TOKYO -- The nation's capital has to work harder to attract foreign investment, Tokyo Gov. Yuriko Koike said here at the Japan Summit: Future Works event on Friday.
Foreign direct investment into Japan is no higher than into the landlocked nation of Burundi, she said at the event organised by The Economist magazine. It is too difficult to start a business in Tokyo, and the city lacks services for foreigners such as international schools, she said.
The city hopes hosting the 2020 Olympics will boost its profile. However, without a relentless focus on costs, "there will be a negative legacy" of underused sites after the event, Koike said. Last week Rome joined Hamburg and Boston in abandoning its bid for the 2024 Olympics, citing the high costs of hosting the event.
"We are at an important turning point for the Olympic movement," she said. "We have to prove we can make the Olympics sustainable." One cost-cutting measure being discussed is relocating the rowing venue out of the city.
"The London Olympics were successful because the Paralympics were successful," Koike said.
Organizers hope that by making a success of the Paralympics, Tokyo can learn to become a more accommodating city that is easier for the elderly and foreign visitors to navigate.
Koike swept to power in August promising to restore trust in the institution of governor after the previous two incumbents resigned over funds-related scandals. The city's 13 trillion yen ($125 billion) budget gives the governor a high profile.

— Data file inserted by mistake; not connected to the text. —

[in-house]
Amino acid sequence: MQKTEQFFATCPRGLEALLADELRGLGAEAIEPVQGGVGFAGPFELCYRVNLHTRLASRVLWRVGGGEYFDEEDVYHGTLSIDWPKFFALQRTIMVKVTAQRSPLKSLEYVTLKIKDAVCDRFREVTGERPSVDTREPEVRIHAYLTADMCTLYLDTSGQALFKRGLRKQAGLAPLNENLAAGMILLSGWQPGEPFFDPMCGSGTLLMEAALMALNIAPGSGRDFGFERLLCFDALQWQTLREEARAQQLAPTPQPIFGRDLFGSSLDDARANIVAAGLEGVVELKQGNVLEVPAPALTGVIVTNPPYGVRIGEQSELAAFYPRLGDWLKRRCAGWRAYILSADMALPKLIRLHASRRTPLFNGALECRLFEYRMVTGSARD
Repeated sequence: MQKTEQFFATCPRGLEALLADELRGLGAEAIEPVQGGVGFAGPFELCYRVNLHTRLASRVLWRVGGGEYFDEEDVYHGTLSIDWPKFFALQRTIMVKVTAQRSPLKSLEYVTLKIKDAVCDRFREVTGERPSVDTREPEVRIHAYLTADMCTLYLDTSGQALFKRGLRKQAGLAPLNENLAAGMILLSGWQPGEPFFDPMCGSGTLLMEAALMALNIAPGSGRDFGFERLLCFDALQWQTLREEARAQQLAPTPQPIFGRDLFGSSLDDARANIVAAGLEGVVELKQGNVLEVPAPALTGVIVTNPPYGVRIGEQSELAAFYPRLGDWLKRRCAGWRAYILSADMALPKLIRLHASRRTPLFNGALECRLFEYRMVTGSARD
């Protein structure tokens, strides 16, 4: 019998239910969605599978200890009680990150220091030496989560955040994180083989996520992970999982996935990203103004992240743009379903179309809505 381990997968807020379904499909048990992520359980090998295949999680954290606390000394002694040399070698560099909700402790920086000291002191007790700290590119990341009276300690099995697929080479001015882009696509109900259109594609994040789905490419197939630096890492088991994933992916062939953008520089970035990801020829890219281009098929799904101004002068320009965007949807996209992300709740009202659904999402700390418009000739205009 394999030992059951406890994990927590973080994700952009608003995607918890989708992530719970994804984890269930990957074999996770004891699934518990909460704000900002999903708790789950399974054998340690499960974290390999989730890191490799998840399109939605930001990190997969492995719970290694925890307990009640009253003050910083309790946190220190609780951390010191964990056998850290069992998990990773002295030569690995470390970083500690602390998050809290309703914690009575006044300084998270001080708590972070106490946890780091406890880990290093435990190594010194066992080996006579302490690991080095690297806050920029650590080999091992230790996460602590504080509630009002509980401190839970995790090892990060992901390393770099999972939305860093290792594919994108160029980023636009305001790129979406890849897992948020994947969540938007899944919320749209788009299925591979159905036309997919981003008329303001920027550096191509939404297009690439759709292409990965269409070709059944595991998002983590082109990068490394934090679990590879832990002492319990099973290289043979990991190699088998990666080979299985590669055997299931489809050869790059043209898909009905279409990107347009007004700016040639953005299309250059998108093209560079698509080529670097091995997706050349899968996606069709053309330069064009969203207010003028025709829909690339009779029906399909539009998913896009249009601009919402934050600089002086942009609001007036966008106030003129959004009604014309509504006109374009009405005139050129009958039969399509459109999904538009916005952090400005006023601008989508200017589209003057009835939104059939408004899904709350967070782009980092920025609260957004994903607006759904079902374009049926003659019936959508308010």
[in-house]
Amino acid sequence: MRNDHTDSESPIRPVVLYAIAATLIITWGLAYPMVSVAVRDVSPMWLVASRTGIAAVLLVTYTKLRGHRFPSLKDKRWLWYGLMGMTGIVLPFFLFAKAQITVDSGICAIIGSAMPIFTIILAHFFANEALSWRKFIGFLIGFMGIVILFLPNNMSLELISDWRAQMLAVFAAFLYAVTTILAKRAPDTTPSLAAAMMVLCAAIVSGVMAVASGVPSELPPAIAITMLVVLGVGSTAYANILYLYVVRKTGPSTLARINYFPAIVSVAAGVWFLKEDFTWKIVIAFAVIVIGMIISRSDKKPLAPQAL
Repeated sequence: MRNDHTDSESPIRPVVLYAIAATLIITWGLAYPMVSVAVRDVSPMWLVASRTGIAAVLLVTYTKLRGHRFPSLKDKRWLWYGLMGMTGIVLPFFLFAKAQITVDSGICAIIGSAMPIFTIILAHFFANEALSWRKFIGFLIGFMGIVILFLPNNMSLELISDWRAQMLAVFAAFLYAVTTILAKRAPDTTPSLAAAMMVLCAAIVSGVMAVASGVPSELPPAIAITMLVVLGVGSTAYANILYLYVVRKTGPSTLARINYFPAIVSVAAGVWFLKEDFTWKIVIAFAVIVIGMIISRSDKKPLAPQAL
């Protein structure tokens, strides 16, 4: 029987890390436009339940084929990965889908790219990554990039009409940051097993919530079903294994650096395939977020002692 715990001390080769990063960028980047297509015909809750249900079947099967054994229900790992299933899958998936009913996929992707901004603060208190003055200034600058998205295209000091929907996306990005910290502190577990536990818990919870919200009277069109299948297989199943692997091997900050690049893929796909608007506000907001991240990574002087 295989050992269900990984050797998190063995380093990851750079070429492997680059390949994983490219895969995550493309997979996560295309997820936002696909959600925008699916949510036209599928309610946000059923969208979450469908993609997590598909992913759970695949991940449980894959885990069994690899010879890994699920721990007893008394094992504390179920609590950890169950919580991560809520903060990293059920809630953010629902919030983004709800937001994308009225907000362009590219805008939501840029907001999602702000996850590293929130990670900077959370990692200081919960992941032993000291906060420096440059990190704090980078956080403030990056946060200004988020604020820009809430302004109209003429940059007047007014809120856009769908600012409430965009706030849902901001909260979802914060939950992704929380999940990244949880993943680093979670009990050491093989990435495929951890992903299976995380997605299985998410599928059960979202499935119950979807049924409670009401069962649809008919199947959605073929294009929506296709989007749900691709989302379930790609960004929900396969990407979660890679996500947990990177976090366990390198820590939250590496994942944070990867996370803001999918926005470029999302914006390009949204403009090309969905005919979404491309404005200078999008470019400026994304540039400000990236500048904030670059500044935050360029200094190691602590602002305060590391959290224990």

In September Koike gathered 400 of Tokyo's top bureaucrats and made them promise they would reduce their subordinates' long hours and boost support for employees with children.
"The idea that working overtime is a virtue needs to change," she said at the time.
Now workers throughout the government are being encouraged to make similar declarations. "Long working hours is a business model for the high economic growth era," she insisted.
The Tokyo Metropolitan Government is introducing a competition among its bureaucrats to see which department can reduce overtime work the most.
Koike, who was once a TV anchor and has an ear for a catchy phrase, has had success in promoting changes to Japan's working culture in the past.
As environment minister she persuaded top business leaders, including the head of the Japan Business Federation, the nation's foremost business lobby, to support her Cool Biz campaign, which encouraged Japanese businessmen to wear short-sleeved shirts in the summer to reduce the use of air conditioning, thereby cutting energy consumption.
However, Koike faces a far greater challenge in her efforts to improve Japan's deteriorating demographics.
If current trends continue, Japan's population will fall from a peak of 128 million in 2010 to 58 million in 2100 -- the population in 1900 -- according to the Cabinet Office.
By 2025 the baby boomer generation, who experienced Japan's swelling postwar prosperity, will be over 75 years old.
"I want to make Tokyo a place where people can feel safe and raise children with peace of mind," Koike said.
While female participation in the labor force has risen recently, there is a lack of women in senior positions.
Fewer than 10% of politicians are women, Koike said. Japan has just one female university chancellor, at Hosei University.
Japan's business culture, in which white-collar workers often bond in the evenings over drinks, hinders women from making the connections needed to rise through the company, she noted.
Women also do not have the same training opportunities as men at key stages of their careers.
"If there are women in decision-making positions, that would have a significant meaning in terms of improving diversity," Koike said. "Female participation would lead to development at those companies."